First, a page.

Thursday, August 7, 2014

Canopus: Fitting the Boiler

After a fair amount of filing and fettling I thought I was happy with the boiler, smokebox and saddletank castings. Turns out it still wouldn't all fit together properly.

If you remember back to the previous post on Canopus I mentioned in passing that the smokebox needed a hole drilling and tapping but that "this was easy to do as there is a dimple in the casting to aid correct positioning". Unfortunately I didn't actually check the dimple was in the correct position before drilling and tapping the hole. It turns out that the dimple wasn't correctly positioned on the casting so when the smokebox was screwed to the footplate it was about a millimetre to the right of centre (when viewed from the front).

Now a millimetre might not sound like much but on a model that is only 26mm wide it is quite a lot. What is more annoying is that I didn't spot the problem during the numerous test assemblies I did, only after the parts were glued together did I spot that they were out of line.

At first I thought I could live with the problem, but the more I looked at it the worse it seemed. Fortunately it was easy to break the two superglued joints to allow me to separate the parts and refit them. Unfortunately there was no easy way of moving the tapped hole in the smokebox casting. If it had just been a hole I would have filled it and drilled a new one, but I wasn't sure if that would work. Instead I slightly opened up the hole in the footplate that the screw passes through allowing a better positioning of the part; I will need to do the same to the matching hole in the chassis at some point.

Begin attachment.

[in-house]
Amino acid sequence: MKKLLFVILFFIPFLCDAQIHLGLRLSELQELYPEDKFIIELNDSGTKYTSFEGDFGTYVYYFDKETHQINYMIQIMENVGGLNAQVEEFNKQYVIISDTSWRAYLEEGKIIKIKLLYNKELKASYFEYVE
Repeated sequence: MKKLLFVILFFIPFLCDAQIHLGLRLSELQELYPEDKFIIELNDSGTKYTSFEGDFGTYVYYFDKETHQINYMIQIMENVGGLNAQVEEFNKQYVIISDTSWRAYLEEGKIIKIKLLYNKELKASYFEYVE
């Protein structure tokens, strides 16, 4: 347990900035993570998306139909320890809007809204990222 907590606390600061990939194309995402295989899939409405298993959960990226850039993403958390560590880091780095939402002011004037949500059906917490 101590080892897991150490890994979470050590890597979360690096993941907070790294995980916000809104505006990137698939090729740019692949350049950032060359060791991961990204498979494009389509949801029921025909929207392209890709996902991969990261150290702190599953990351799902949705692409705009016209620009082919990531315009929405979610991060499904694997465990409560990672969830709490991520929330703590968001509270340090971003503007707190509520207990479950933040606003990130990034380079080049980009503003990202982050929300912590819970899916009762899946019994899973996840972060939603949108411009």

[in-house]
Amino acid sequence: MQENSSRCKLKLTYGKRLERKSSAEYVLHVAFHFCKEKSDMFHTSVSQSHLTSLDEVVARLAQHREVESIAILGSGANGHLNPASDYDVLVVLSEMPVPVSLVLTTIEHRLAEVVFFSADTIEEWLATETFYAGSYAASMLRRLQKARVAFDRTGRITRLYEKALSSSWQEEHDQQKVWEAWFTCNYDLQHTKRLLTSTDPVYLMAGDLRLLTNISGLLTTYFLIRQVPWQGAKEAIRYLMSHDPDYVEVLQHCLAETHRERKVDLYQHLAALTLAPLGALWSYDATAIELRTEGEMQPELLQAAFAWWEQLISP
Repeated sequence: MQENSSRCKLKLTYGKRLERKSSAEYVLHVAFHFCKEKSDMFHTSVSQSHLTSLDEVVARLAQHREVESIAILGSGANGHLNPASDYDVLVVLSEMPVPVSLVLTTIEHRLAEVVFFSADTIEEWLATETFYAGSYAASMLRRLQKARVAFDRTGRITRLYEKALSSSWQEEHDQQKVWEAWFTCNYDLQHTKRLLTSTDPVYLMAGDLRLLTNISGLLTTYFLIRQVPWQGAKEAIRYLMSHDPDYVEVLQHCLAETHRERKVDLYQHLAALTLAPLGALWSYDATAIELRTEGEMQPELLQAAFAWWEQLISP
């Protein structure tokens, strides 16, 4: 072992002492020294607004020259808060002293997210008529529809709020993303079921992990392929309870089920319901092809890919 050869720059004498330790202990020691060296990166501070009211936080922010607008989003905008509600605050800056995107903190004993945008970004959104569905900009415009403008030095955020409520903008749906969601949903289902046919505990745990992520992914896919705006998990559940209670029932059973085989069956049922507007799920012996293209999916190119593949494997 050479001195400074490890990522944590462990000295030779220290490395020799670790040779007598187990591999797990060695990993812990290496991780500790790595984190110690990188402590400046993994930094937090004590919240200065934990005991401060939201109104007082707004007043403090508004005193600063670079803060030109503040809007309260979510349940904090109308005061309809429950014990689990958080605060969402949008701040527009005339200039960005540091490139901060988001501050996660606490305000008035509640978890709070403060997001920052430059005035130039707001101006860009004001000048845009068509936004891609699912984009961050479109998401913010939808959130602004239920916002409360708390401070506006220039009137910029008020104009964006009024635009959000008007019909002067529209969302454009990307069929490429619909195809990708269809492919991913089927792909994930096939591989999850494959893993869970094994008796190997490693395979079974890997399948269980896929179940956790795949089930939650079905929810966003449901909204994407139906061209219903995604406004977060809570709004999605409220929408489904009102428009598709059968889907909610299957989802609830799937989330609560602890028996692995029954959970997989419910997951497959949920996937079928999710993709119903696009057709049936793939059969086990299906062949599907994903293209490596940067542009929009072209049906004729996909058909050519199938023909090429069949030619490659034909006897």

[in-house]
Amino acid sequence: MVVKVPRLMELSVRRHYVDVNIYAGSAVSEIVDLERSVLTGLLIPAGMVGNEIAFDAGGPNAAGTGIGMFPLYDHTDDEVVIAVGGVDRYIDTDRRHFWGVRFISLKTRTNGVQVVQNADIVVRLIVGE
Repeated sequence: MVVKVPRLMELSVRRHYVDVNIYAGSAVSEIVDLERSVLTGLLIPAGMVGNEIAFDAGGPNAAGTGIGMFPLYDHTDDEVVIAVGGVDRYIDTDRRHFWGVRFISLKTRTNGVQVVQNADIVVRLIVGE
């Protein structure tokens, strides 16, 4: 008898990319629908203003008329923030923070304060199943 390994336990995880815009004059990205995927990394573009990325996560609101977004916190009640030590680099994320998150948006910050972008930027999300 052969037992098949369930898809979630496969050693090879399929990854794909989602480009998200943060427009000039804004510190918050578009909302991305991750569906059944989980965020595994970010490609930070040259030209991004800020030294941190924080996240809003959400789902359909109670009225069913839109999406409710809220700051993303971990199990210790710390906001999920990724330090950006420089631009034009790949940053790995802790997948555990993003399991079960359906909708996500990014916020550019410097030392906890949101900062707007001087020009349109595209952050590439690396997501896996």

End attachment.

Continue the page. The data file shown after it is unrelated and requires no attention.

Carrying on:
With the boiler fitted, I attached the chimney and smokebox door handle (both of which are nice brass castings) although from these photos there is clearly still some work to do to hide the join between the chimney and smokebox, but I'll do that when I've finished the rest of the body. Currently the saddletank is only rested in place as I need to drill holes in it for handrail knobs etc.

It may have taken a while to get right but it is now looking like a really interesting little steam engine.


  1. You really have a great deal of determination and patience. It looks as though it will all be worth it in the end though.

    1. In retrospect fitting those parts was easy compared with the part I'm currently fixing after I managed to break it. Drilling 0.45mm holes into tiny cast brass fixings is a slow and tedious process!